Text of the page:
Field and Laboratory Tests of Passive Sampling Techniques

Author Steve Johnson, Gizelle Luevano, Mark Hamilton
Year 2018
Description One of the objectives of the study was to compare the results between the five urban wells and the two rural wells. Only one rural sample contained PCE, and all the other detections were fuel-related compounds, in contrast to the frequent detections of PCE in the urban wells.
Publisher Edwards Aquifer Authority
Location Edwards Aquifer, Bexar County, Hays County, Medina County, Uvalde County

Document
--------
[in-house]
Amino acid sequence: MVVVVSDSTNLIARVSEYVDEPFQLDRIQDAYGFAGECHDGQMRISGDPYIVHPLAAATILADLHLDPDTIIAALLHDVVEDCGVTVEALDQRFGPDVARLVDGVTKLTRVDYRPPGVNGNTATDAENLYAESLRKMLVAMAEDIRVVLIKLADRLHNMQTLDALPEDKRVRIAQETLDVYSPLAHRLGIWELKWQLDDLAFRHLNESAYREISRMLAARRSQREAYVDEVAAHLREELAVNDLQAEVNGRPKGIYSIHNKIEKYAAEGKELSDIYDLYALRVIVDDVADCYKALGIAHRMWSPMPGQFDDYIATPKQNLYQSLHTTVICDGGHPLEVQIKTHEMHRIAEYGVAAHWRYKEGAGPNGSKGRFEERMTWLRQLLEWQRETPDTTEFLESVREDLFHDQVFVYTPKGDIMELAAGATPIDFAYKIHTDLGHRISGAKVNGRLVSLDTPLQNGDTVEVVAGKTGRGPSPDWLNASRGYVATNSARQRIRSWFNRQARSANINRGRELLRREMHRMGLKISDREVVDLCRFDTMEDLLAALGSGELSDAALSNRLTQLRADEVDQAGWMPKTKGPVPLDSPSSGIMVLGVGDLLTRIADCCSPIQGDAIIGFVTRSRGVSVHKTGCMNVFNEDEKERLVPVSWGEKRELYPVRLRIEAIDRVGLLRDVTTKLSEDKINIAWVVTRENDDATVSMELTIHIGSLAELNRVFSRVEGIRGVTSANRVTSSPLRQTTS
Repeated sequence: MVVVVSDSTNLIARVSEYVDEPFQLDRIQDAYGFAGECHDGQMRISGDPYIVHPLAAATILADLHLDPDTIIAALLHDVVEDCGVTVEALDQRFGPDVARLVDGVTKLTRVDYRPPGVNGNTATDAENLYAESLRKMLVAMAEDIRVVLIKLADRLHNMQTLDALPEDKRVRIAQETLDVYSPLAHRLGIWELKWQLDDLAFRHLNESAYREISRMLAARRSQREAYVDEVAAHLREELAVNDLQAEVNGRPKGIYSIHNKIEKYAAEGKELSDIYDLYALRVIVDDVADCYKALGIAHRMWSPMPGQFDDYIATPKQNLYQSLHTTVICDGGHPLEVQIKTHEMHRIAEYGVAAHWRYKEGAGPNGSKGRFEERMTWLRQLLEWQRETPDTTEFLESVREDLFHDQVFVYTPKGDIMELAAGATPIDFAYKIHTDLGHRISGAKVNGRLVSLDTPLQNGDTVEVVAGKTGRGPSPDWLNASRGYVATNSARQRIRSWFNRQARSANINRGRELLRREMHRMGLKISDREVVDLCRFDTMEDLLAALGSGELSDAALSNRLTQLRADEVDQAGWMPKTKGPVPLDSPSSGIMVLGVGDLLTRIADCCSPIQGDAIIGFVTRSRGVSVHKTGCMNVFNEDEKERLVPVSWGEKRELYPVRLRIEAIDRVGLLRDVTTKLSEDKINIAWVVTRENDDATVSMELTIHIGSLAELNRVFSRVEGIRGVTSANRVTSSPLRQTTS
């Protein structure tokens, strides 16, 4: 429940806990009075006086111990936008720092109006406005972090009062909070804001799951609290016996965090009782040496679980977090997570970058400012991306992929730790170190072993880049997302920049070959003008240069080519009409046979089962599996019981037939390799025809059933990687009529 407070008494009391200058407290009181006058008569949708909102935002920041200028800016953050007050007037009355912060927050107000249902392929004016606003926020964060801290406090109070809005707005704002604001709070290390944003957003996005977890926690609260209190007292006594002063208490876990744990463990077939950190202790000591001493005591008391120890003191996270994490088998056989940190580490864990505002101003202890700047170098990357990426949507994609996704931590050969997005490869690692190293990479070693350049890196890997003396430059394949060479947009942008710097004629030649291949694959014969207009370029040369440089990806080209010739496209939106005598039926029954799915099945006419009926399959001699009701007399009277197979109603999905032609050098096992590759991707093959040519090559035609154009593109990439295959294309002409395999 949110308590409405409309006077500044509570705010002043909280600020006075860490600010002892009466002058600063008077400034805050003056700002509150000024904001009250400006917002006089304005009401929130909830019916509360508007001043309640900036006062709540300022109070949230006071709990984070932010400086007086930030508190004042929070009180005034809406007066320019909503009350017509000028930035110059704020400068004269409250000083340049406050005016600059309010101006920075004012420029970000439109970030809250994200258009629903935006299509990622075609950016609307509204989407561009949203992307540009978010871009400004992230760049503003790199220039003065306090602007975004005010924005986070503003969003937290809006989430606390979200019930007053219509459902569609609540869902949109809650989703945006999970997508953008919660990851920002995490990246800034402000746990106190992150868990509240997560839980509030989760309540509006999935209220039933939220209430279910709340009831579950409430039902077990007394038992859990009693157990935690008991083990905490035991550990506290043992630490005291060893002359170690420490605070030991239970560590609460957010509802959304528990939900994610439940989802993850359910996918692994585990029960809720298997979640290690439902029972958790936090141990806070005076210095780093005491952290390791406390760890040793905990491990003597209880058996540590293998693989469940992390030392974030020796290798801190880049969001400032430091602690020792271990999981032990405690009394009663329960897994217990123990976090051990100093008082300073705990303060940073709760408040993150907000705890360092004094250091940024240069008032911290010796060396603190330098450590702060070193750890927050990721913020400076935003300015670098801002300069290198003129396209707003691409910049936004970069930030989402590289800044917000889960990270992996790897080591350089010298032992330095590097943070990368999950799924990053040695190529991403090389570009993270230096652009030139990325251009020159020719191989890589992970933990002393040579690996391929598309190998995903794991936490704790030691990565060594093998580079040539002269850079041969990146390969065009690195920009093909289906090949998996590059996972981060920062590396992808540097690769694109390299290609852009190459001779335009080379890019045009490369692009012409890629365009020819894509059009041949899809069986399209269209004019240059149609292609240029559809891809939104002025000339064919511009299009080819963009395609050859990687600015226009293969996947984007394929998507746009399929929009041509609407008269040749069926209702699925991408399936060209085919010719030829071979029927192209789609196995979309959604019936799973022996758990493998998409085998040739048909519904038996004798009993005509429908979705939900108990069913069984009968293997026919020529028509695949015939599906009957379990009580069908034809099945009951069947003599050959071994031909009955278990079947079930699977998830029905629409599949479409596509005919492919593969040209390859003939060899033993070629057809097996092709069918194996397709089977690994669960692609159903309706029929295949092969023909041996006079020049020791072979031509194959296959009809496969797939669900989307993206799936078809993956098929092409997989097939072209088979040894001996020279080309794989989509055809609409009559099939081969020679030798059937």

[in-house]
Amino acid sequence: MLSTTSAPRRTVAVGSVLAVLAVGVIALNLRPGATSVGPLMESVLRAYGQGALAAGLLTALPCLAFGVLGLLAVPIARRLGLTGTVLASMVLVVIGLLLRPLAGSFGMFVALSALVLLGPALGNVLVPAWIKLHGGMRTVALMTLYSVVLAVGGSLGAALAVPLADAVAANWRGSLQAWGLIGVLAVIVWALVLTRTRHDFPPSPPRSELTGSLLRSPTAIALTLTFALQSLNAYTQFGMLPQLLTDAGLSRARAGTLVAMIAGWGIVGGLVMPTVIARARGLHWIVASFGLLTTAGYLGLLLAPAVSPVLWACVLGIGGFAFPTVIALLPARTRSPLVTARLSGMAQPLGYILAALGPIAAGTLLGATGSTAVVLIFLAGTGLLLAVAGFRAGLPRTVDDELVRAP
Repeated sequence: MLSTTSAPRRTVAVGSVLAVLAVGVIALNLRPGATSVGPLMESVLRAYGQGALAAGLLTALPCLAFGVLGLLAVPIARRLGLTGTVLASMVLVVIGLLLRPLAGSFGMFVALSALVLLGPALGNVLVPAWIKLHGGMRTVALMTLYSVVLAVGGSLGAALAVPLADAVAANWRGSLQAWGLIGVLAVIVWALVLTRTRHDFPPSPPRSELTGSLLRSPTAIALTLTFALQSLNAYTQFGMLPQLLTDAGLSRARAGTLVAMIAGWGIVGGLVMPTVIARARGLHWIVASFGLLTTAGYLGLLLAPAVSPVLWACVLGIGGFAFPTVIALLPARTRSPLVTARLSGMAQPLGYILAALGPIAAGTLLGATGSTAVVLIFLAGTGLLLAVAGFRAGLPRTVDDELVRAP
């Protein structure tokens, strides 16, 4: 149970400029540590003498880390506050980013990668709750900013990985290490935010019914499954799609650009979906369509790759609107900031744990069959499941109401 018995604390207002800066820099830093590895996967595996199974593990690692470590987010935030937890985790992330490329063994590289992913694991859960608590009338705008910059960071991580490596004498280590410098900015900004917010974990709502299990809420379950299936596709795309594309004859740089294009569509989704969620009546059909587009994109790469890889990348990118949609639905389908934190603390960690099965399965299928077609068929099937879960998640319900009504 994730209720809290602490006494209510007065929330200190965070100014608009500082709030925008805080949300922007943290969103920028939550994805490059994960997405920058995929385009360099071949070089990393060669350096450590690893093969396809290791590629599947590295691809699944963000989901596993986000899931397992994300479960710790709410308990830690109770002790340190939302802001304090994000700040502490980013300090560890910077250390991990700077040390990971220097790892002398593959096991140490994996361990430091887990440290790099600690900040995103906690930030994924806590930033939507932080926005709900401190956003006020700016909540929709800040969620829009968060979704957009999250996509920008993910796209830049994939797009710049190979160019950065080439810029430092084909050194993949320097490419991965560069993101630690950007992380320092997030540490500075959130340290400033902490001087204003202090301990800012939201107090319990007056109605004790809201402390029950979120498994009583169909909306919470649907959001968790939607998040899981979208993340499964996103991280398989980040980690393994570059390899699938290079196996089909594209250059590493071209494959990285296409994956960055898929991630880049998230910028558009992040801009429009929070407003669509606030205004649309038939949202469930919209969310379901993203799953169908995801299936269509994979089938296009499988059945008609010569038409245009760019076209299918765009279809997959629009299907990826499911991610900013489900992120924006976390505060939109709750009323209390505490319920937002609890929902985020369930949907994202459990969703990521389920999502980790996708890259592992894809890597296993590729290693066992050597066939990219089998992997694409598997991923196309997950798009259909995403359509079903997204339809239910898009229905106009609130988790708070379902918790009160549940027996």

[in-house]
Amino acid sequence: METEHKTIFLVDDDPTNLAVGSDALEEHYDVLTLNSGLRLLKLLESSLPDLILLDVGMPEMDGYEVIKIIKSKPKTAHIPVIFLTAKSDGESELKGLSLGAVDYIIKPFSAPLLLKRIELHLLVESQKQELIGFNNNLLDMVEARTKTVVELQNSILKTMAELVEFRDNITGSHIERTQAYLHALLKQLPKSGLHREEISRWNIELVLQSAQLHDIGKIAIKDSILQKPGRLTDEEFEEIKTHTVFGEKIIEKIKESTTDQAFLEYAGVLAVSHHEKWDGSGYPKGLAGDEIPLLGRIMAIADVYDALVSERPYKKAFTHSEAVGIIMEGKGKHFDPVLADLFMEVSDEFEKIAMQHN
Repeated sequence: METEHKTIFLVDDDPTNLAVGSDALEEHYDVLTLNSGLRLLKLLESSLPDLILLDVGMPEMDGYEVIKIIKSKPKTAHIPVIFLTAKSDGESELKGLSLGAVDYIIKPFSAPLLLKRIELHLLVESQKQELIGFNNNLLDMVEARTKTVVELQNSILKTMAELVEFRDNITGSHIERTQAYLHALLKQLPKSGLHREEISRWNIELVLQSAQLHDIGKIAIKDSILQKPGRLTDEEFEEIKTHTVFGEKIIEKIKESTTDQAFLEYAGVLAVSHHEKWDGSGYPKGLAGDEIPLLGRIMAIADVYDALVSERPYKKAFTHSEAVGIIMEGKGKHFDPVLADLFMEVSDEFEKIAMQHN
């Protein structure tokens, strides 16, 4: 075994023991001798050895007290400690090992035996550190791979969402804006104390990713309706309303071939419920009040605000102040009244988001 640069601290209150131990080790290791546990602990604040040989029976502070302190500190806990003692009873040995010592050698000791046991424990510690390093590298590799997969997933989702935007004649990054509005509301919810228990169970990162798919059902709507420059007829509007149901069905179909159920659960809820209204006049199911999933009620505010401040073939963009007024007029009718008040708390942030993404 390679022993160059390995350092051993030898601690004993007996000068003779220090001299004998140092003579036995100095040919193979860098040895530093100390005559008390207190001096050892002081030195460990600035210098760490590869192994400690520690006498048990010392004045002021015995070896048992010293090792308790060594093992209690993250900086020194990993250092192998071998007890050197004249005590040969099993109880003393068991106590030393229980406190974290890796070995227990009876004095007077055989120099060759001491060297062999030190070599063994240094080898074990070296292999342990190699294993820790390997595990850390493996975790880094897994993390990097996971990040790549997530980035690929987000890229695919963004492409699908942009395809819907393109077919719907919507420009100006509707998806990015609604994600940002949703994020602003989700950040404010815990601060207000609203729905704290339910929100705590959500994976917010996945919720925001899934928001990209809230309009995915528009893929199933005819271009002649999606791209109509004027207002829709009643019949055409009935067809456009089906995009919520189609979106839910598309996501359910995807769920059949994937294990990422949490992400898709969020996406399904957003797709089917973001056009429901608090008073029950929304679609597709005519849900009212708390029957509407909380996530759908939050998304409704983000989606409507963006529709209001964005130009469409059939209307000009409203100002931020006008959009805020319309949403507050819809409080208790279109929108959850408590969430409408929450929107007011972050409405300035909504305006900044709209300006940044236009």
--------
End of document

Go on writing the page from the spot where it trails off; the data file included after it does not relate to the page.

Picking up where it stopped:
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Between 2007 and 2015, the Edwards Aquifer Authority (EAA) evaluated passive sampling devices for improving the collection of representative samples for its water quality monitoring program. Passive sampling techniques involve the placement of a passive sampling devices (PSD) in water over a prescribed time. While submerged, inorganic constituents and organic compounds diffuse through a porous membrane or sorb onto compatible media. PSDs are then recovered and analyzed for target analytes. Passive samplers offer the ability to monitor for selected analytes over a longer, continuous period compared to grab samples of water. Since PSDs concentrate sorbed compounds, they may indicate the presence of analytes that are not detectable by grab samples. Consequently, PSDs complement grab samples by offering detections at concentrations that are lower than the detection limits of compounds in the grab samples. The EAA aims to systematically evaluate passive sampling technologies to determine if PSDs may improve EAA’s water quality sampling program, especially with respect to detecting transient chemicals or the presence of chemicals below laboratory detection limits for compounds dissolved in water.